How little you know, and some useful commands for the week

Early in my career, I was writing a shell script and needed to print a line-number for each line in a text file. I ended up coming up with some function that did just what I needed.

I don’t recall the exact method, but it was something like:

[code]cat file | while read line
echo $lno $line

I was quite happy with the solution, until I realized that I could have just run ‘cat -n file’.

A few takeaways:

A better solution already exists, keep looking.
The more you learn, the more you realize how little you know

Every week, I still find new commands, new methods, and alternate ways to accomplish things. Below are a few items I found this week that you may also find helpful.

Connect directly to your serial console, and log the session.
# screen -L /dev/ttyS0 9600

Use ‘mtr’ when debugging network issues:
$ mtr

Re-run a command changing a parameter quickly:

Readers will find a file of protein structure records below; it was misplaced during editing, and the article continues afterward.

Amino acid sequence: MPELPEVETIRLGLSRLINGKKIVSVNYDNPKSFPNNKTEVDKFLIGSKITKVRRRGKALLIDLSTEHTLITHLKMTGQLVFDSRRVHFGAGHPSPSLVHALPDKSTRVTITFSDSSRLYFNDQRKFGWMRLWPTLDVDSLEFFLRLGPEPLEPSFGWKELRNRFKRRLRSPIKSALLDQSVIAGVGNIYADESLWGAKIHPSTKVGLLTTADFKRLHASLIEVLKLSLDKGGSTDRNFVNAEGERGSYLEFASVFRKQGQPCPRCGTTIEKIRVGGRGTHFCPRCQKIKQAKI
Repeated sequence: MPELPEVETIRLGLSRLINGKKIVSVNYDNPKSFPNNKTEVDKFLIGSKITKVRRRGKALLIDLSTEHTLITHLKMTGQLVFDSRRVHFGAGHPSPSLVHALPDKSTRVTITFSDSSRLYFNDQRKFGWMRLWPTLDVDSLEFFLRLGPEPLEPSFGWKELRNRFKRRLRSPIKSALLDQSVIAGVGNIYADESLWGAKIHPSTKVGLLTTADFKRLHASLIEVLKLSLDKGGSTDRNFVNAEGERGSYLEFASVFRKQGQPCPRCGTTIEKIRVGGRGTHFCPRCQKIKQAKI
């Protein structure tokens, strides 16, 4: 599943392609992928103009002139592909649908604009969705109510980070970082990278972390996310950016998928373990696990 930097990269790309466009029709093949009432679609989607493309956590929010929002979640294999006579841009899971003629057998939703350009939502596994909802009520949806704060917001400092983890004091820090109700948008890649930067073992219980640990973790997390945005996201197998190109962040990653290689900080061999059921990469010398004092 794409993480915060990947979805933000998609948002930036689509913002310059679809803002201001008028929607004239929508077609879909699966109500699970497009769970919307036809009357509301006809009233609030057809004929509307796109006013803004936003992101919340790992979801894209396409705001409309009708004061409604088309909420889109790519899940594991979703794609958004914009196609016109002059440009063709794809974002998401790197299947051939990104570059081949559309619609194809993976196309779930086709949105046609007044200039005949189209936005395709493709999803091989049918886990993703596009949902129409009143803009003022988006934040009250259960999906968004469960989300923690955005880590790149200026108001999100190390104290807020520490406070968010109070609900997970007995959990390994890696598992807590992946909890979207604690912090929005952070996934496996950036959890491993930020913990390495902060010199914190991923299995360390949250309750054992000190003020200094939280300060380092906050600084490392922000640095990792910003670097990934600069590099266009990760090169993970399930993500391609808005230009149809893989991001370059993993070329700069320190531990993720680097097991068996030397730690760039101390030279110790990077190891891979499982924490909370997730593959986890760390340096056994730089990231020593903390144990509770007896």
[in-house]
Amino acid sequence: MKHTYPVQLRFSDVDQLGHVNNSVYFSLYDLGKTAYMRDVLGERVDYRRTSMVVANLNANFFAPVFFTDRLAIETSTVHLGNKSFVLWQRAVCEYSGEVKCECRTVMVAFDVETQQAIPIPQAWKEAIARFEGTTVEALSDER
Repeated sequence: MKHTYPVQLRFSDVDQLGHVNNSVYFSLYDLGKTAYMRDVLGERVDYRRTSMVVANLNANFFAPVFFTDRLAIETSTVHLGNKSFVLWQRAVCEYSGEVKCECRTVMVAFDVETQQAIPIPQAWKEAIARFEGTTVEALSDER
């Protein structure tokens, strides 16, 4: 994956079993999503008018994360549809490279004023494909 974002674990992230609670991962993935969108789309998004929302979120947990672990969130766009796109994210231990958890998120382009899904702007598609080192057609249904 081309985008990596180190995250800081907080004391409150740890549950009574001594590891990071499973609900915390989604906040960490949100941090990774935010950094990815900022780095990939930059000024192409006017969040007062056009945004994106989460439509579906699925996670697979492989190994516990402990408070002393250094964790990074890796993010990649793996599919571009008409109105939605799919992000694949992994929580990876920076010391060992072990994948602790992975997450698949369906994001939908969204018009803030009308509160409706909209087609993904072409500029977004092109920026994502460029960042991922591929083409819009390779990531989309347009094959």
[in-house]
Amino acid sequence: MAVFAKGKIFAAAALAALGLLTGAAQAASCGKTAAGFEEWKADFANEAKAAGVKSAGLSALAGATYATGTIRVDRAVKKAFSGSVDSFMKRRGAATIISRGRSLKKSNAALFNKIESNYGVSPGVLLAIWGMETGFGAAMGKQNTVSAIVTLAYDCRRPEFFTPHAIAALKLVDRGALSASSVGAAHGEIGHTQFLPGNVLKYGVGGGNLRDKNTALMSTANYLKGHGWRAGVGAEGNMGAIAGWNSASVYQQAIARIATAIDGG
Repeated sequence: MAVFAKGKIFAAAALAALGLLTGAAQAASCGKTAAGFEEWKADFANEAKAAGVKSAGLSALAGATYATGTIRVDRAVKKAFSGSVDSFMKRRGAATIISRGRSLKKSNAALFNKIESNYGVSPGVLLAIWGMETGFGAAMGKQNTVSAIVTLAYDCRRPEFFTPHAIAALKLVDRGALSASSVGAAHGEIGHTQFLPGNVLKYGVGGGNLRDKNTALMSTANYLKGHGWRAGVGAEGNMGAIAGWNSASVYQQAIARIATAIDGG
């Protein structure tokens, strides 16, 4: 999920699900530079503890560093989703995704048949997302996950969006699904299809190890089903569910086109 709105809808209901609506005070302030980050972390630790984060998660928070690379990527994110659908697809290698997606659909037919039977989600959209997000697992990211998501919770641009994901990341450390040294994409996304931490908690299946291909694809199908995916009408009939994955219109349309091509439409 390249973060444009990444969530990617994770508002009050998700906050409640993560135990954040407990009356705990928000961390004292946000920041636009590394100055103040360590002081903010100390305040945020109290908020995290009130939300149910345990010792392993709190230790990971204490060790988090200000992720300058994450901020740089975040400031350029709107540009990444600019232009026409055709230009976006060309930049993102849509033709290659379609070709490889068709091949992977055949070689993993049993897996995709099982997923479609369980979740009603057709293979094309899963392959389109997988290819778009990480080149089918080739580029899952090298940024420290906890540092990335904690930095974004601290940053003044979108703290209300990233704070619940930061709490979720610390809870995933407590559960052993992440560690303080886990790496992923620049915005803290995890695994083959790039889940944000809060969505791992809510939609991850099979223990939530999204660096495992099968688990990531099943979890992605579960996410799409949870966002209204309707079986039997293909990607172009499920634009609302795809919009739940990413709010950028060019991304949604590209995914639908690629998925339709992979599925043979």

$ ls -l 500.*
-rw-r--r-- 1 nwilkens nwilkens 0 2011-03-13 11:32 500.lst
-rw-r--r-- 1 nwilkens nwilkens 0 2011-03-13 11:32 500.txt
$ ^500^600
ls -l 600.*
-rw-r--r-- 1 nwilkens nwilkens 0 2011-03-13 11:32 600.lst
-rw-r--r-- 1 nwilkens nwilkens 0 2011-03-13 11:32 600.txt

Return your current IP address:
$ curl

Typing a long command on the command line? Convert it to your favorite editor using:
cntrl-x cntrl-e

Update the default editor on Ubuntu.
$ sudo update-alternatives --config editor
There are 6 choices for the alternative editor (providing /usr/bin/editor).

Selection Path Priority Status
0 /usr/bin/ng 80 auto mode
1 /bin/ed -100 manual mode
2 /bin/nano 40 manual mode
3 /usr/bin/emacs23 0 manual mode
4 /usr/bin/ng 80 manual mode
* 5 /usr/bin/vim.basic 30 manual mode
6 /usr/bin/vim.tiny 10 manual mode

Press enter to keep the current choice[*], or type selection number:

Watch Star Wars via telnet
$ telnet